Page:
Monday, February 10, 2014

Carnage du Jour - 09 February 2014

It all started with a text from my flavour consultant, Christian.
"Could you make a Reuben meatloaf?"
That was quickly followed by another.
"Thinking corned beef for the meat, and rye bread instead of the oatmeal or maybe with it. Put swiss cheese on the top to finish it at the end of cooking and sauerkraut."
I replied that I thought that was a great idea, to which he replied that he agreed, and he really wanted to eat it.
Well, that initial "could you make?" query meant that the gauntlet oven mitt had been thrown down, and the challenge was now accepted.

Off to the market to get a corned beef brisket, having first borrowed an electric meat grinder. (No, the market wouldn't grind it for me until closing time, as the flavoured meat would mess up the grinder until it was fully cleaned; I asked to be sure.)
My rye bread was actually a multi-grain bread as it turned out, so along with four toasted and deconstructed slices, I added a fair amount of caraway seeds to the blender, turning out a nice couple cups of very rye-smelling bread crumbs.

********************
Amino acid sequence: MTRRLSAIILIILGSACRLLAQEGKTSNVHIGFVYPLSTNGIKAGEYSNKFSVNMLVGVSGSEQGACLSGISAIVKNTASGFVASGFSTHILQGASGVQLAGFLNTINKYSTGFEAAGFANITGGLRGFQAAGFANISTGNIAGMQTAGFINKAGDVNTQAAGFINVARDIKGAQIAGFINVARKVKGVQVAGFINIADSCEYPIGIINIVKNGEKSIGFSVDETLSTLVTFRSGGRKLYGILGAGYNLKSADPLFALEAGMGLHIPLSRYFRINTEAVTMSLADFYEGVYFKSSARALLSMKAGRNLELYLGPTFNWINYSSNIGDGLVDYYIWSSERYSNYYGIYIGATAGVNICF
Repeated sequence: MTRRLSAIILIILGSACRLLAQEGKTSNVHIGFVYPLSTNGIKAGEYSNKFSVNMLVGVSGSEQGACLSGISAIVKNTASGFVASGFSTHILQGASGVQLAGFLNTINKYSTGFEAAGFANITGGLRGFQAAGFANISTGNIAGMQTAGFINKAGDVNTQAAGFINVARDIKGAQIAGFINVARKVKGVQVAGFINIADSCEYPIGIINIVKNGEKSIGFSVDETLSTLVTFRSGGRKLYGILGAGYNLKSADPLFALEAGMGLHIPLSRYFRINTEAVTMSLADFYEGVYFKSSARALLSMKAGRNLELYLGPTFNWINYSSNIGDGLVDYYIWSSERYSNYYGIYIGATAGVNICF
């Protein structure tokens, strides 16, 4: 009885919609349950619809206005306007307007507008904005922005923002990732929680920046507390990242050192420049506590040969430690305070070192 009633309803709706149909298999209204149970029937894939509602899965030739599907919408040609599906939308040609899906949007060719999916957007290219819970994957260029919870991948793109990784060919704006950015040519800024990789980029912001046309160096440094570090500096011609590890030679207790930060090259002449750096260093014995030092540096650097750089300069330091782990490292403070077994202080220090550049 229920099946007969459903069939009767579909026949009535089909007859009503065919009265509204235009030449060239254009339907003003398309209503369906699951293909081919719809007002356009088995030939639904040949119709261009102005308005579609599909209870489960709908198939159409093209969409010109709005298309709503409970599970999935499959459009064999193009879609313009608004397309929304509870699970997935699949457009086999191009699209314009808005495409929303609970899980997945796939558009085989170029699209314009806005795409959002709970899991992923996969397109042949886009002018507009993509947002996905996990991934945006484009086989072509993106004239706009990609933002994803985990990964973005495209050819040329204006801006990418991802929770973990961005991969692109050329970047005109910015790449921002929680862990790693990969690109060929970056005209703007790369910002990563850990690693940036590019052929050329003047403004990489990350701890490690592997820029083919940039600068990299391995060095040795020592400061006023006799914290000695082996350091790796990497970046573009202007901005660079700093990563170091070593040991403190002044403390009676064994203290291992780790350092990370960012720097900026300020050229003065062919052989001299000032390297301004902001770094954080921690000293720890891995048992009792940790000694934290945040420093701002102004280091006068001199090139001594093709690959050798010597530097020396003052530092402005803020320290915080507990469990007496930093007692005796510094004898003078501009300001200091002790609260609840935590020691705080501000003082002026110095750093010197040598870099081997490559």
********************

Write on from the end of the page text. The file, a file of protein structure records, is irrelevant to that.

I estimated the point matching 2 pounds of very chilled meat (reserving the last 1.4 for later cooking and sandwiching), and cubed it to fit in the grinder.
It was harder to grind than I anticipated, but it definitely smelled great, and came out in just the right consistency for loaf-age.

I slightly modified my normal recipe; bread crumbs never touch my loaf, I'm an oatmeal kind of guy, but there were still two eggs, a cup of tomato product (plain diced tomatoes), and salt and pepper. The mixture was much wetter than expected, so I added about half a cup of oatmeal to finish the texture.

Next I formed the bottom half (2/3) of the loaf, hollowing out the middle, which was then filled with a mixture of Jarlsberg cheese and sauerkraut. The remaining 1/3 of the meat was then placed on top and the edges sealed. Now it was down to the baking.

About 45-50 minutes at 350F was all it took, and I must have done a good job of sealing the loaf, as there was very little juice in the baking sheet - but what there was was delicious.

We let the loaf rest a bit before cutting into it, and we were far from disappointed. This was without a doubt one of the best meatloaves I've ever made.

Highly recommended, and definitely to be repeated.